Australia’s Evans Is First Tour de France Champ From Southern Hemisphere
Cadel Evans became the Tour de France’s oldest winner in 88 years after taking the yellow jersey on the next-to-last day in a time trial.
The Australian is also the first rider from the southern hemisphere to win cycling’s biggest event. Runner-up in 2007 and 2008, Evans at age 34 is the oldest winner since Henri Pelissier, who was a month older when he finished first in 1923.
“It’s the accumulation of 20 years of work on my part,” Evans told Fox Sports. “Finally everything went right.”
Evans won the 21-stage race by 1 minute, 34 seconds after crossing the finish line in Paris following a 59-mile ride from Creteil in which the leading cyclists, abiding by tradition, didn’t compete for places in the overall standings.
Andy and Frank Schleck, brothers from Luxembourg, finished second and third of the 198 riders who began the 2,132-mile race on July 2. Evans overtook them in the standings two days ago in a time trial in Grenoble to become the third holder of the yellow jersey in as many days.
Andy Schleck, 26, is runner-up for a third straight year, while Frank Schleck, 31, finished third, 2 minutes, 30 seconds behind Evans. It’s the first time brothers have made the same podium of the race. France’s Thomas Voeckler, leader until three days ago, was fourth and defending champion Alberto Contador fifth.
Mark Cavendish of the U.K. won the sprint finish yesterday, his fifth stage win this year to secure the green jersey for the points winner for the first time. Spain’s Samuel Sanchez won the King of the Mountains polka dot jersey.
Evans, who wrapped himself in an Australian flag on the podium, says his 5-foot-8 frame makes him “completely unsuitable” for most of that country’s sports that require speed or size. He became a professional road-bike cyclist at age 24 with Italy’s Saeco team after winning the mountain bike World Cup series in 1998 and 1999. He divides his time between homes in Switzerland and Barwon Heads, Australia.
His career has been interrupted by accidents and he occasionally has lost his cool, head-butting a television camera with the top of his helmet in 2008. He broke his collarbone three times in 2003 and last year rode the last 12 stages of the Tour de France with a broken elbow.
“He’s a born fighter, who knows how to suffer on his bike,” Carlos Sastre, who beat Evans to the 2008 title, said in an interview. “He knew he had a chance of winning this year and he raced very intelligently.”
Andy Schleck, a more talented climber, made “a lot of errors” and his Leopard-Trek team was too concerned about him and his brother Frank instead of putting its full backing behind one of them, according to Sastre, whose Geox team wasn’t invited. Contador’s preparation may have been disturbed after he failed a drug test last year, Sastre added.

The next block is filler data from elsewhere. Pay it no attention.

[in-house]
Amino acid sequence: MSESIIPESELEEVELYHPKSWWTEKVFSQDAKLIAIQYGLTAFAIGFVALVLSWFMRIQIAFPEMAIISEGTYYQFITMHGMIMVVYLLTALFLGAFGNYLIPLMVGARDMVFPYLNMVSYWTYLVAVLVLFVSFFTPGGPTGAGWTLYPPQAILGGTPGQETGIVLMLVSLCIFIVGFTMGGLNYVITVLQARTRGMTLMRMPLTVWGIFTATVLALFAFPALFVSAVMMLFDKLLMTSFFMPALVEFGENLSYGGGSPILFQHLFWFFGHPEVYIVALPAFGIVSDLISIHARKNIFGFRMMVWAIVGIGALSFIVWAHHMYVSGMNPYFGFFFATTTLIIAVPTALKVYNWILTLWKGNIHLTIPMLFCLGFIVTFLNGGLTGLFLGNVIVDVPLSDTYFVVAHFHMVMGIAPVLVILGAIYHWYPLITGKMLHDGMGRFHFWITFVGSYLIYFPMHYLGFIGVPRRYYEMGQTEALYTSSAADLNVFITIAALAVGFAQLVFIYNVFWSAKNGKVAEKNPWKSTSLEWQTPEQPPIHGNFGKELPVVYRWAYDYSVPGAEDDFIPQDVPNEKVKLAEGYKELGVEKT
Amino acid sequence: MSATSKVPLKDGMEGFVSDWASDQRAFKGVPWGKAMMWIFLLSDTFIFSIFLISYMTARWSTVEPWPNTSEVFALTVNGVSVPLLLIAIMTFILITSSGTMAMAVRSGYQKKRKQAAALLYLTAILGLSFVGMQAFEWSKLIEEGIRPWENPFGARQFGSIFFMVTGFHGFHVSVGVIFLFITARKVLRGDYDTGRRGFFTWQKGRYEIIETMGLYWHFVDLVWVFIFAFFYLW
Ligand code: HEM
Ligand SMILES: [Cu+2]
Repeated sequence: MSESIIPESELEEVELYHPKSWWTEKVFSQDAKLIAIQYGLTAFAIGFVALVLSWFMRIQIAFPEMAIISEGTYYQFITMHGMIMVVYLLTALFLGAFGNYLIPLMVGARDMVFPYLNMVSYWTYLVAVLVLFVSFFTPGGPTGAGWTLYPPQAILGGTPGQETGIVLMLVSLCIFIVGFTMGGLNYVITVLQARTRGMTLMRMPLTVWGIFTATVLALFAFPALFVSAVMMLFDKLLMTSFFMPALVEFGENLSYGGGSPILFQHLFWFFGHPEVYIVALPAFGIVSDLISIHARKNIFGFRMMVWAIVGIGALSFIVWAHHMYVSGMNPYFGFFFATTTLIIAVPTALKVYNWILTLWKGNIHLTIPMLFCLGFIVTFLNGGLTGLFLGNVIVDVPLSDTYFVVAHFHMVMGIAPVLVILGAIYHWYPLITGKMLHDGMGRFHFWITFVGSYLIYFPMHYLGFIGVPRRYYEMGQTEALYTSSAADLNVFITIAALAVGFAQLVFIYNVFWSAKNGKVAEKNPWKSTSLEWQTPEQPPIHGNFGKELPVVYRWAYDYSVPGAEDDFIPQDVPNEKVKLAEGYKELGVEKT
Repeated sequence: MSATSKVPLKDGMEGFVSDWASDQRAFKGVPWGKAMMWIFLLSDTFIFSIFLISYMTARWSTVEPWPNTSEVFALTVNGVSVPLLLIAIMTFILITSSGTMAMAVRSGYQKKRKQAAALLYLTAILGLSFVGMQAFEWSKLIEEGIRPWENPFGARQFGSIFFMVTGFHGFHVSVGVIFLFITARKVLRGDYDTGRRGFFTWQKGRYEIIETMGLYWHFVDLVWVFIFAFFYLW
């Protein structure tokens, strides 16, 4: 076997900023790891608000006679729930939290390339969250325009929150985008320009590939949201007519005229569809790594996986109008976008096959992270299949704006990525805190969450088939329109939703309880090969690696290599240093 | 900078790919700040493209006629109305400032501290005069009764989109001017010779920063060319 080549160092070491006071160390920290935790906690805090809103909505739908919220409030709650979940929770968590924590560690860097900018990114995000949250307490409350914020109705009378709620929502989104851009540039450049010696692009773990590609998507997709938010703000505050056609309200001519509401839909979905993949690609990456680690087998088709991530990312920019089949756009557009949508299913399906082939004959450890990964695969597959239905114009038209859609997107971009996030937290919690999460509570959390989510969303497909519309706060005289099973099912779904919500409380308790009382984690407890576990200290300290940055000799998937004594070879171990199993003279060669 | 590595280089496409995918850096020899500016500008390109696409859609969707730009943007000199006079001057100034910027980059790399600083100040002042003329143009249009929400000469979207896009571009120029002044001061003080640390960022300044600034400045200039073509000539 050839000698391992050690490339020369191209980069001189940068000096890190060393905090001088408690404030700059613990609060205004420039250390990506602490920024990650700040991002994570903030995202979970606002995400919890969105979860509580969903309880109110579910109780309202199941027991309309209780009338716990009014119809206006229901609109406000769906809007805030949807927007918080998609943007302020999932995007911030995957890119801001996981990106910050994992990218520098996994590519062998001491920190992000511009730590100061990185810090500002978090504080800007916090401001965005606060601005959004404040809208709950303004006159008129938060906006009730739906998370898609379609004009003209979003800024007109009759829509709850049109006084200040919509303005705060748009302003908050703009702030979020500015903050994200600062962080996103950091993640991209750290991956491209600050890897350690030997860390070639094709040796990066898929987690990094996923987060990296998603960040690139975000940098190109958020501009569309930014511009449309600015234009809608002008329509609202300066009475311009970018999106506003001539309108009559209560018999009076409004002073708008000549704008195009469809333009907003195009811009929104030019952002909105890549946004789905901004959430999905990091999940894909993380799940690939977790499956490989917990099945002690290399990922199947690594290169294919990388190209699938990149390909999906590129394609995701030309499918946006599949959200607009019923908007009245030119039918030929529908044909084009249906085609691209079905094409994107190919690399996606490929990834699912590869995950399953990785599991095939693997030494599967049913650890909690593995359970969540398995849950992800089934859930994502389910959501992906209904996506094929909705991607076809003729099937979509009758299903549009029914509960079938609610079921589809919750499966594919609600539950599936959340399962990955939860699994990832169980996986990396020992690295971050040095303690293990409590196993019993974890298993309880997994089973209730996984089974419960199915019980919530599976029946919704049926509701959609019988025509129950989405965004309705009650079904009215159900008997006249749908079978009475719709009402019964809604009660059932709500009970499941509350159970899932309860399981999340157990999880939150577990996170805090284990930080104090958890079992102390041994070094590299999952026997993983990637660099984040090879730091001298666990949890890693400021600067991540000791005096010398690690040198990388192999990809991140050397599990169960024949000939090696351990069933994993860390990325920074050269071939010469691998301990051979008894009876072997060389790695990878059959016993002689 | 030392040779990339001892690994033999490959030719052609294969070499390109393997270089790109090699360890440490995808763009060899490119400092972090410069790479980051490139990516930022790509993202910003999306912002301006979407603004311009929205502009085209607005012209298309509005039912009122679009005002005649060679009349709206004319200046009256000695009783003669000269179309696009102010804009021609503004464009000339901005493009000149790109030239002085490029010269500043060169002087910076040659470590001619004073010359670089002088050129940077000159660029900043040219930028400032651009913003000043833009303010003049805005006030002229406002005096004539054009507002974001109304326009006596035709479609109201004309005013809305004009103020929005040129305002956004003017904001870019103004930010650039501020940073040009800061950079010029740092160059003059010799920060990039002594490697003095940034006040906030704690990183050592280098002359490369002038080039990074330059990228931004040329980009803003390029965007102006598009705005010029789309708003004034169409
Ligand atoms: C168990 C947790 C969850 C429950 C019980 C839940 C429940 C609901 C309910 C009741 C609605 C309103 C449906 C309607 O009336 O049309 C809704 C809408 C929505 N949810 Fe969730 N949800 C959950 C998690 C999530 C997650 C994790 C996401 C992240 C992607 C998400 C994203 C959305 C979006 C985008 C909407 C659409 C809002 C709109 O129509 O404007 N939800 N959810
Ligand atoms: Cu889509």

Contador blamed the finding on contaminated beef and was acquitted by the Spanish cycling federation in February. The World Anti-Doping Agency and cycling’s ruling body is appealing the decision, with a hearing scheduled to start Aug. 1. Russia’s Alexandr Kolobnev is the only rider so far known to have failed a drug test at this year's Tour.
Brian Cookson, a British member of the management committee of cycling’s governing body, said the race had been one of the cleanest in years.
“We’ve been seeing the riders exhausted when they should be exhausted,” Cookson said in an interview. “We’ve seen human frailty and grand deeds. It’s been one of the best Tours in many years.”
Slowed by Crashes
As Contador was slowed down by crashes, Evans began his seventh Tour de France with second place in the opening two stages -- the second a team time trial for BMC Racing -- and won stage four to the Mur-de-Bretagne. He defended his position in the standings in the Pyrenees and Alps, counterattacking into the wind on stage 18 to the Col du Galibier to limit Andy Schleck’s advantage.
A time-trial specialist, Evans started the stage two days ago 57 seconds behind Andy Schleck and four seconds behind Frank Schleck. The Australian propped himself on the handlebars and churned the pedals over the rolling 26-mile course, sweat pouring from his face, to finish second in the trial and take the yellow jersey.
“The real highlight of it all was the last three to four kilometers of the time trial,” Evans said of the three-week Tour. “I knew we were on the right track.”
To contact the reporter on this story: Alex Duff in Madrid at firstname.lastname@example.org